SURPRISE, Ariz. -- During the Royals’ World Series championship year in 2015, right-handed closer Greg Holland essentially pitched that season with a severely torn ulnar collateral ligament in his right arm, an injury that eventually required Tommy John surgery as the Royals marched into the postseason.
Holland, now 34, dealt with the pain then, and recorded 32 saves with a 3.83 ERA, helping to propel the Royals to an American League Central title.
Holland’s journey since has been a roller coaster. After missing 2016 while rehabbing from surgery, Holland signed with Colorado and recorded 41 saves in 2017.
But nothing easy has come since. Holland went unsigned through all of Spring Training in 2018 before signing with the Cardinals, who were then managed by present Royals manager Mike Matheny.
“He came in and we tried to replicate Spring Training for him back then,” Matheny said Wednesday. “I don’t know if I have ever pulled harder for a player for us to sign than when we tried to get him [in St. Louis]. Shame on me because I may have rushed him. We tried to slow-play it. But we had that shiny new toy and I couldn’t wait to see how he could help us.
“We didn’t have a template on how to handle it when a guy misses all of Spring Training. How do you go about it? It was jacked up from the start. He tried to replicate Spring Training. It just didn’t work out. Back against the wall from the beginning.”
Holland pitched in 32 games for Matheny in 2018 and posted a 7.92 ERA before St. Louis finally released him in August. Holland then signed with Washington that season and pitched well -- 0.84 ERA in 24 games. Last season, he had a 4.54 ERA and 17 saves in 40 games for Arizona.
But Holland has never quite captured the magic he had with the Royals when he saved 145 games over six seasons from 2010-2015.
Now, Holland is back with the Royals. And back with Matheny as well.
“Just having someone like Greg Holland around here is priceless,” Matheny said. “He’s got the experience. He has not only won, but he has won here. We didn’t have a long run together in St. Louis, unfortunately. It was kind of jacked up from the beginning.”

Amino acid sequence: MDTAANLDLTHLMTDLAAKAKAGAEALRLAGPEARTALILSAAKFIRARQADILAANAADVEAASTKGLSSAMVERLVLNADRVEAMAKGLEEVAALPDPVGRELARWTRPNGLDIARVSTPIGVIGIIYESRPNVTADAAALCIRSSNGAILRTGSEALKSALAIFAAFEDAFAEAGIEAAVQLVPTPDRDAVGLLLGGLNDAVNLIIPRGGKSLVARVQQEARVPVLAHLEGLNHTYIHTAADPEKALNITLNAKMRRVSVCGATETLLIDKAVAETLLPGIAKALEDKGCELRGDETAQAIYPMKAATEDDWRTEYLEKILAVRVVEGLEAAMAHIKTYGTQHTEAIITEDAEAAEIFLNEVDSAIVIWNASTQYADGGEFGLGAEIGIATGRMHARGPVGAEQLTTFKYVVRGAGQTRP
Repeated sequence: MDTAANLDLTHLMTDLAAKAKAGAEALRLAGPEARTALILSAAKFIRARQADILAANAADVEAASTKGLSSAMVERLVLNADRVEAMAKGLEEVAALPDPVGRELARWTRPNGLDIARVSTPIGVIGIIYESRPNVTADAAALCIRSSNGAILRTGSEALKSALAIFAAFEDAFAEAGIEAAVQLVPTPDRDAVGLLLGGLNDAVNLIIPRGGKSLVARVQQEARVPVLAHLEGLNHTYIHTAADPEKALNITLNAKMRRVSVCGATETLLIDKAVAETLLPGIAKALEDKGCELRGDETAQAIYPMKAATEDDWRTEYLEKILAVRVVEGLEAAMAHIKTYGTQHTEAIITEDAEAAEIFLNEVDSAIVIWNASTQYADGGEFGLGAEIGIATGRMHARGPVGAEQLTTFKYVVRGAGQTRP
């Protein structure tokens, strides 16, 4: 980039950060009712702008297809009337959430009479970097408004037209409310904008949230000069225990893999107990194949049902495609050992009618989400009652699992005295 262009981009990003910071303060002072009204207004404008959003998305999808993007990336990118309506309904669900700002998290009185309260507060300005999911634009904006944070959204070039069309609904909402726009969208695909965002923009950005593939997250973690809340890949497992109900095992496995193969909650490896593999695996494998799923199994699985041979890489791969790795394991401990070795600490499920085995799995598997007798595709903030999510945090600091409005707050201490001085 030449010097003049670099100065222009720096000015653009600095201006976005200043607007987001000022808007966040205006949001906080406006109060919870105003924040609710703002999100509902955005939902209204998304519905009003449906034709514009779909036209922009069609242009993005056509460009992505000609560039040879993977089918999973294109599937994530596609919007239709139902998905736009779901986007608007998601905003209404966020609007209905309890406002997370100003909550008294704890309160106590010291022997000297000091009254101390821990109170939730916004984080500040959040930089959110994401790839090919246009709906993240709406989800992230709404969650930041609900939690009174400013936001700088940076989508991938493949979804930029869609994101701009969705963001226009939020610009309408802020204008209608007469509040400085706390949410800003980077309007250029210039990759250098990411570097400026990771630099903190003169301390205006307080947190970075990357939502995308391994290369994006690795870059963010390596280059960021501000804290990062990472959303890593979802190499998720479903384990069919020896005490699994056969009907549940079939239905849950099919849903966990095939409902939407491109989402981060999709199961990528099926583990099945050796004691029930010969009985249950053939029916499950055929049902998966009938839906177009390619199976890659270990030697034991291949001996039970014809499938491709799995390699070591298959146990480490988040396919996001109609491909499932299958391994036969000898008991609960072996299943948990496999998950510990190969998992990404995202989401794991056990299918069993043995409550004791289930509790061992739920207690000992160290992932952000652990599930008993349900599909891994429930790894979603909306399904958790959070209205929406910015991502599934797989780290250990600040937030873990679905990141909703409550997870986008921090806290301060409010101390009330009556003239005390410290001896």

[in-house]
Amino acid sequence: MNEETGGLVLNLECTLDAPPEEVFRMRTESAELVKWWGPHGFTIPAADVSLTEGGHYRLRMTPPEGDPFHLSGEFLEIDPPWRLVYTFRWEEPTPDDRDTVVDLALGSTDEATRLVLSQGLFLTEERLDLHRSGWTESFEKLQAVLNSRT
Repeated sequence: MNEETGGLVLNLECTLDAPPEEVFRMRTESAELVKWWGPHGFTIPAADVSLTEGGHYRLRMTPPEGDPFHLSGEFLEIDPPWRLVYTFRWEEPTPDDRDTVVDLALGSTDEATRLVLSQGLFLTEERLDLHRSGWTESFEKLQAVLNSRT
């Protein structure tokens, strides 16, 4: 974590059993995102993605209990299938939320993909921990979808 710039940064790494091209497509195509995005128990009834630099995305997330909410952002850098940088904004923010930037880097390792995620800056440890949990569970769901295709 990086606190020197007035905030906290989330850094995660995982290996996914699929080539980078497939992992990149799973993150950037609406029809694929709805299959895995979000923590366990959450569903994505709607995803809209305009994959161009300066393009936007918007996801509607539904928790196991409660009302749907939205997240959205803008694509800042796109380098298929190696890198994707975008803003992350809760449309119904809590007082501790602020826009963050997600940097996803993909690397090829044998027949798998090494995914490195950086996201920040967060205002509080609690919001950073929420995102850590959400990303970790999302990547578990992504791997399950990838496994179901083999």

Nothing is given in terms of Holland making this team. He was signed to a Minor League deal, and there is plenty of competition for every spot in the bullpen, including competition from another Matheny favorite -- Trevor Rosenthal.
“They have to make the club,” Matheny said. “I watched Trevor last year. It didn’t go as well for him last year as he wanted. But he’s still young with a huge ceiling. It’s a great opportunity for both of them. They’ve done it at a high level on the big stage. But you still have to come out and win the job.”
Holland’s story would be somewhat of a fairy tale if he could break camp with the team. He’s not the flamethrower he was in 2013-2014 when he saved 93 games and lit up the radar gun at 97-98 mph.
Holland’s four-seamer now sits around 92. He still has an effective slider -- opponents hit just .176 against it last year and he had a 46 percent whiff rate with it.
But Holland now has to rely on experience and knowledge more than raw velocity.
“Do you reinvent yourself? I don’t know,” Holland said. “As you get older, you’re supposed to pitch better. When you’re young and you throw hard, you can make mistakes. But also, when you’re young, you’ll make more mistakes because you don’t have the repetitions.
“For me, when I throw the ball where I want to, it’s a pretty simple game of understanding what hitters are trying to do -- their tendencies. It’s not about making up a new pitch or anything. It’s just executing.”
The bigger issue for Holland over the last three seasons has been command. His walk rate in 2014 with the Royals was 2.9. That spiked to 6.2 in 2018 and 6.1 last season.
“I think for me it’s just about getting back to a place where I can throw strikes,” Holland said. “The last couple of years has been a struggle for that. But I know I still have enough confidence that if I can command the strike zone, and I can keep my body healthy, I know I can pitch at a high level.
“I don’t know [if it’s just mechanics]. It’s just one of those things where you struggle enough that it just becomes overwhelming. It just didn’t feel real fluid. ... I felt like my arm was strong and my legs were beneath me. But for whatever reason, the ball wasn’t coming out of my hand really well. The timing was off. It just wasn’t clicking.”
But now back with the Royals, Holland hopes to regain his previous dominance.
“I jumped around the last few years,” he said. “I just assumed I would be here for 20 years and go into the [Royals] Hall of Fame. But that’s not how baseball works.”
Perhaps reuniting with Matheny will help, though Holland admits there weren’t many fond memories of their first go-round -- and that had nothing to do with Matheny.
“I don’t have too many good memories,” Holland said, smiling. “I pitched like [garbage]. When I talked to Mike last fall, I told him I owed him a bunch of outs. Hopefully, I can pay back [that debt].”